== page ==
A pair of supermassive black holes are heading for a cosmic collision so intense it will send gravitational waves hurtling through the fabric of space-time – and this is going to happen far sooner than scientists previously thought. The quasar PG 1302-102 was discovered earlier this year and a team of researchers has now pinpointed its collision course more accurately, with the crash expected any time between 20,000 and 350,000 years from now.

Astronomers from Columbia University used new calculations of the two black holes' mass to decide the collision is most likely to take place in around 100,000 years. When it was first discovered, scientists expected the smash to occur in 250,000 years.

Publishing their findings in the journal Nature, the researchers said the pair are currently circling one another around 3.5 billion light years away from Earth in the Virgo constellation. Before their discovery, the closest pair of black holes were 20 light years from each other. Those in PG 1302-102, however, are separated by just a light week.

Senior author Zoltan Haiman said: "This is the closest we've come to observing two black holes on their way to a massive collision. Watching this process reach its culmination can tell us whether black holes and galaxies grow at the same rate, and ultimately test a fundamental property of space-time: its ability to carry vibrations called gravitational waves, produced in the last, most violent, stage of the merger."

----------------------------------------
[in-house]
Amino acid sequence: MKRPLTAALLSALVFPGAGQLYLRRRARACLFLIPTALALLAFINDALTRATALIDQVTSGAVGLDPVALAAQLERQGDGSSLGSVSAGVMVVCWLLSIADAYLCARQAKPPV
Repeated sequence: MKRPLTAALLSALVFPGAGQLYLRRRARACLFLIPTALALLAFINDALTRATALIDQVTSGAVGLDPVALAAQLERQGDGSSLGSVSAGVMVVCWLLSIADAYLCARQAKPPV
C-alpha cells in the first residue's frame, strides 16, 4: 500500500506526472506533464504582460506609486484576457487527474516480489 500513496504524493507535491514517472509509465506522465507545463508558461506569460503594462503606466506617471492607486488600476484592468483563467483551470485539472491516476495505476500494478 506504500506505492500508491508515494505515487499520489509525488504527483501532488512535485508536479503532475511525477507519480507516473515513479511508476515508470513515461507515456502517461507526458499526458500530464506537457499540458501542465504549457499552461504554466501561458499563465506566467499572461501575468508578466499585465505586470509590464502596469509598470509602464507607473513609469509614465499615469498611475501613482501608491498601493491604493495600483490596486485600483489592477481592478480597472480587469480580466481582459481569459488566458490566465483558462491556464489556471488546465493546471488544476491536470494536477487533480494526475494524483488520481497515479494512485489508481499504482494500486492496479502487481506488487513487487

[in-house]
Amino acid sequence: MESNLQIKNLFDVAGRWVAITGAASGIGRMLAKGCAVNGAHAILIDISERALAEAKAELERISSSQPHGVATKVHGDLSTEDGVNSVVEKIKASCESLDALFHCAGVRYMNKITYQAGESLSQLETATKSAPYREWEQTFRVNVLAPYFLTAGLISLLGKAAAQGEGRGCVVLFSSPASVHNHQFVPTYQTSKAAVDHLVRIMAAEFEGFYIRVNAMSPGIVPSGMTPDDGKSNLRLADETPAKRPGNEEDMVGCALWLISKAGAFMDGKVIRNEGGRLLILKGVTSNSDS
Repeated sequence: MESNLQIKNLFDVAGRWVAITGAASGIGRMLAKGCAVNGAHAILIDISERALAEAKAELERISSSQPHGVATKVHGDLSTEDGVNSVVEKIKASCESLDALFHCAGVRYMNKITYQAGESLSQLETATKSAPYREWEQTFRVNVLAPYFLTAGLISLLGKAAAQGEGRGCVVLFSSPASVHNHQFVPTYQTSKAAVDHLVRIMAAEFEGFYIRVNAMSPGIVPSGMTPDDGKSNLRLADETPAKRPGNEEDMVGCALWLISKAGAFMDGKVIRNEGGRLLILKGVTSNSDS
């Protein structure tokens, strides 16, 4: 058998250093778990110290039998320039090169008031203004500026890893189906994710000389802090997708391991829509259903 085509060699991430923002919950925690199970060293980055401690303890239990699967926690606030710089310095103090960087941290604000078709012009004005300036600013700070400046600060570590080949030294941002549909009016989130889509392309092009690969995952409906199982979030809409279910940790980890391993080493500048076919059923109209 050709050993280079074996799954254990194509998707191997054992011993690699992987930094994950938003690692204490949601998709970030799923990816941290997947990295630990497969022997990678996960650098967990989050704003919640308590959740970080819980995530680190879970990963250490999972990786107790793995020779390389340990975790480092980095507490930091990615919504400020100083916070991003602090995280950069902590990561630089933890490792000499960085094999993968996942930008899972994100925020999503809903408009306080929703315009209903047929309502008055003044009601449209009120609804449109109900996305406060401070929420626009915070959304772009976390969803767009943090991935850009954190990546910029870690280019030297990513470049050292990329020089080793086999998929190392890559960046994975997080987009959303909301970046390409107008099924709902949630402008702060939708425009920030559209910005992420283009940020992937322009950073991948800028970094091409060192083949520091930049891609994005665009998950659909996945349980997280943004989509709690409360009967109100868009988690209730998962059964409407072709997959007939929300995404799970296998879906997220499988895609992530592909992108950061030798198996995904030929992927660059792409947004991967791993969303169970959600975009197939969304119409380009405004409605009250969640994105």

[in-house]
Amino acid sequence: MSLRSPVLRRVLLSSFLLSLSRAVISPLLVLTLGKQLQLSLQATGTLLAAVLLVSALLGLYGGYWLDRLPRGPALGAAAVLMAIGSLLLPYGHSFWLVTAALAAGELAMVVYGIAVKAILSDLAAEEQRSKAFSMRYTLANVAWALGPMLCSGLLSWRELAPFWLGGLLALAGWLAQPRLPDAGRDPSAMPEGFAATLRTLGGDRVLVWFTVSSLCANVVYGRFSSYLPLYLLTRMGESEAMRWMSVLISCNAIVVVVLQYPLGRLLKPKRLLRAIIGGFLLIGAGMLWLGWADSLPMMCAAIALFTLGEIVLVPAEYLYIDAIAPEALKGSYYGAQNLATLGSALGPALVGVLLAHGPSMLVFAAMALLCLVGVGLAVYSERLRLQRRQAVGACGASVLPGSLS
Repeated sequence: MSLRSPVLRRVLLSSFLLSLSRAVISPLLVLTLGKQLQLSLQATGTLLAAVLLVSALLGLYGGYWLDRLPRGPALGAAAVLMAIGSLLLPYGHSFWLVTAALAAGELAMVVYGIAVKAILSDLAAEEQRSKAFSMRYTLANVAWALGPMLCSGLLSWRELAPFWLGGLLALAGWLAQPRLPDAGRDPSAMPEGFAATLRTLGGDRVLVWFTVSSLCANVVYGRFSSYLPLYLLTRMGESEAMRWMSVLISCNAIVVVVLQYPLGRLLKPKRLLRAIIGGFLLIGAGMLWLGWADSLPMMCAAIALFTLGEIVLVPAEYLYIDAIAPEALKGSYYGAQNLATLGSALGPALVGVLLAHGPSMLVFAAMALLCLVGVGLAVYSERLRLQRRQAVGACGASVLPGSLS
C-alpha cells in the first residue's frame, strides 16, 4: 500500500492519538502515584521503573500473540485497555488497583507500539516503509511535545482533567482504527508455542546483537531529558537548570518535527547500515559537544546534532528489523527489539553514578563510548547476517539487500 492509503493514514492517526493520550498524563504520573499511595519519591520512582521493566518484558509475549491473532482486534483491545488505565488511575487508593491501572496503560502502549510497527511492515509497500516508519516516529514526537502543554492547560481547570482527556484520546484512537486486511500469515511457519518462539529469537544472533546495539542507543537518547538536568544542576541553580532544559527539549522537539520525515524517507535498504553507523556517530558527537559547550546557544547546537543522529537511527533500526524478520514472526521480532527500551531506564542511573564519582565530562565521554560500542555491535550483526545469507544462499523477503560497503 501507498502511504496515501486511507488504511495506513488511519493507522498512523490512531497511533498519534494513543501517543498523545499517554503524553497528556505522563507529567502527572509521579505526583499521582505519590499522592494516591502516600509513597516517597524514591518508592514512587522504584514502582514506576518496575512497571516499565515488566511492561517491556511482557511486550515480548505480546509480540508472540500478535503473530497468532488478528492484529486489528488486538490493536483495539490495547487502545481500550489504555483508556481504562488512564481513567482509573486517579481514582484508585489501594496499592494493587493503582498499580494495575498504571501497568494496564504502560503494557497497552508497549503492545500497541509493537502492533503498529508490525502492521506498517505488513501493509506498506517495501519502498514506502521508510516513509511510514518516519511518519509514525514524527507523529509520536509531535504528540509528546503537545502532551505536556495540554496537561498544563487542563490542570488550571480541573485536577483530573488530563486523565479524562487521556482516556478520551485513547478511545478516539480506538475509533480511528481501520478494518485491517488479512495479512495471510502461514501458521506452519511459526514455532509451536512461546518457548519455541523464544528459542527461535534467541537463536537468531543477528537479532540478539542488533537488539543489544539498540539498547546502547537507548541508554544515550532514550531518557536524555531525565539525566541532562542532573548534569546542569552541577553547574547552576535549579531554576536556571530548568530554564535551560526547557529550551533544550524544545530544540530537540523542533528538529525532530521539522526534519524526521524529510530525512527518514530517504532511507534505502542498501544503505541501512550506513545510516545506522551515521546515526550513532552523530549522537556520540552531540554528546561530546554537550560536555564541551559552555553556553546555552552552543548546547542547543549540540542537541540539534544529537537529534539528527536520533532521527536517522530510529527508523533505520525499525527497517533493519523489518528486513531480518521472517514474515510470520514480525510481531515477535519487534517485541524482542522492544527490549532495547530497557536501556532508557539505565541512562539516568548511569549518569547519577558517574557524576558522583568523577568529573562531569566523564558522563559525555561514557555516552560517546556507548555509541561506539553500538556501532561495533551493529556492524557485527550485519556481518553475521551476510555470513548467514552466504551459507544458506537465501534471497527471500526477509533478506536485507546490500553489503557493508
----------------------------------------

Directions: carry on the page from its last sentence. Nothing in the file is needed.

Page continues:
Gravitational waves
Gravitational waves predicted by Einstein NASA

Supermassive black holes are found at the centre of most giant galaxies. They grow over time, consuming the stars, galaxies and other black holes they come across. Matthew Graham, from the California Institute of Technology, recently designed an algorithm to find repeating light signals that characterise a quasar. A single black hole will brighten and dim randomly, but when two are on the verge of colliding, they produce light at regular intervals.

So far scientists have found 20 pairs of black hole candidates, and the team focused on PG 1302-102 because of its brightness. They found it brightened by 14% every five years, which provided scientists with the distance between the pair.

Using this research, the Columbia team built a theoretical model to explain the repeating signal. They said if the black holes were as close as predicted, one had to be circling the other at a tenth of the speed of light. They predicted they would find a five-year cycle in PG 1302-102's ultraviolet emissions – which is exactly what they found. They then estimated the combined and relative mass of the two black holes to narrow down the time scale of the predicted collision.

Researchers now hope to find more colliding black holes and believe they may be able to witness a crash within the next 10 years. This would allow them to study the following gravitational waves predicted by Einstein in his general theory of relativity.

Daniel D'Orazio, lead author of the study, said: "The detection of gravitational waves lets us probe the secrets of gravity and test Einstein's theory in the most extreme environment in our universe –black holes. Getting there is a holy grail of our field."